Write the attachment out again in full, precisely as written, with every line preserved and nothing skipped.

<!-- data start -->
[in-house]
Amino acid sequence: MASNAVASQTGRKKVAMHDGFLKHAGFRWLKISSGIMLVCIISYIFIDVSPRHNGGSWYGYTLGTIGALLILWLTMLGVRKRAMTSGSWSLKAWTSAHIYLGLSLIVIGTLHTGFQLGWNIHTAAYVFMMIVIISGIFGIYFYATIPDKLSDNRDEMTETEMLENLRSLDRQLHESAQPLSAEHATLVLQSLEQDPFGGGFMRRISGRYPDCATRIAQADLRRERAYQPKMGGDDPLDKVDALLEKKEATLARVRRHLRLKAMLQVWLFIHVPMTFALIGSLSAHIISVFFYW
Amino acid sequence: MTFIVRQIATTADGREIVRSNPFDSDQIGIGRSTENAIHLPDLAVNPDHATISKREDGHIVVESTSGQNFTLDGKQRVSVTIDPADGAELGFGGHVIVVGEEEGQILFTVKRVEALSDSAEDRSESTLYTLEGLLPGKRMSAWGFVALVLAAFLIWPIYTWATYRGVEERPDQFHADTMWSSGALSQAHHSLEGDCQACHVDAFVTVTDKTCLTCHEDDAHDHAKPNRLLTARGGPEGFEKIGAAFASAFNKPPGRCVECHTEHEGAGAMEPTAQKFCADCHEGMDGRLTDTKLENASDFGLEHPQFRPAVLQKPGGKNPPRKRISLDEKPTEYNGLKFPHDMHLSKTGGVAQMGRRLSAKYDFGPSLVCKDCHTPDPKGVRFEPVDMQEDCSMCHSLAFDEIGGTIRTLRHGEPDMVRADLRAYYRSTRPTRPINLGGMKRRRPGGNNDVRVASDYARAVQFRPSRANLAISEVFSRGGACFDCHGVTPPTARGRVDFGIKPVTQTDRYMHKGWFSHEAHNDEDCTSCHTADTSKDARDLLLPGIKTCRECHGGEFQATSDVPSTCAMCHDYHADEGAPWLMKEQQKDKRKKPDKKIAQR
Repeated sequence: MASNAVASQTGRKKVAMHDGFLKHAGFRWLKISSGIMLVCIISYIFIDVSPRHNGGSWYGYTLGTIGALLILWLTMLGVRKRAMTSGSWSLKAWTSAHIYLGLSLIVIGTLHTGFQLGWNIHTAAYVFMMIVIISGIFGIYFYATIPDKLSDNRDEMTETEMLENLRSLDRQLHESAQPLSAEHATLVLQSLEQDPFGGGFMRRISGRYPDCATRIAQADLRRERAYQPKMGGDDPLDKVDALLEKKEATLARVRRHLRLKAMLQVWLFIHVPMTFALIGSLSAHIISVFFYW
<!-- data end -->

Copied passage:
[in-house]
Amino acid sequence: MASNAVASQTGRKKVAMHDGFLKHAGFRWLKISSGIMLVCIISYIFIDVSPRHNGGSWYGYTLGTIGALLILWLTMLGVRKRAMTSGSWSLKAWTSAHIYLGLSLIVIGTLHTGFQLGWNIHTAAYVFMMIVIISGIFGIYFYATIPDKLSDNRDEMTETEMLENLRSLDRQLHESAQPLSAEHATLVLQSLEQDPFGGGFMRRISGRYPDCATRIAQADLRRERAYQPKMGGDDPLDKVDALLEKKEATLARVRRHLRLKAMLQVWLFIHVPMTFALIGSLSAHIISVFFYW
Amino acid sequence: MTFIVRQIATTADGREIVRSNPFDSDQIGIGRSTENAIHLPDLAVNPDHATISKREDGHIVVESTSGQNFTLDGKQRVSVTIDPADGAELGFGGHVIVVGEEEGQILFTVKRVEALSDSAEDRSESTLYTLEGLLPGKRMSAWGFVALVLAAFLIWPIYTWATYRGVEERPDQFHADTMWSSGALSQAHHSLEGDCQACHVDAFVTVTDKTCLTCHEDDAHDHAKPNRLLTARGGPEGFEKIGAAFASAFNKPPGRCVECHTEHEGAGAMEPTAQKFCADCHEGMDGRLTDTKLENASDFGLEHPQFRPAVLQKPGGKNPPRKRISLDEKPTEYNGLKFPHDMHLSKTGGVAQMGRRLSAKYDFGPSLVCKDCHTPDPKGVRFEPVDMQEDCSMCHSLAFDEIGGTIRTLRHGEPDMVRADLRAYYRSTRPTRPINLGGMKRRRPGGNNDVRVASDYARAVQFRPSRANLAISEVFSRGGACFDCHGVTPPTARGRVDFGIKPVTQTDRYMHKGWFSHEAHNDEDCTSCHTADTSKDARDLLLPGIKTCRECHGGEFQATSDVPSTCAMCHDYHADEGAPWLMKEQQKDKRKKPDKKIAQR
Repeated sequence: MASNAVASQTGRKKVAMHDGFLKHAGFRWLKISSGIMLVCIISYIFIDVSPRHNGGSWYGYTLGTIGALLILWLTMLGVRKRAMTSGSWSLKAWTSAHIYLGLSLIVIGTLHTGFQLGWNIHTAAYVFMMIVIISGIFGIYFYATIPDKLSDNRDEMTETEMLENLRSLDRQLHESAQPLSAEHATLVLQSLEQDPFGGGFMRRISGRYPDCATRIAQADLRRERAYQPKMGGDDPLDKVDALLEKKEATLARVRRHLRLKAMLQVWLFIHVPMTFALIGSLSAHIISVFFYW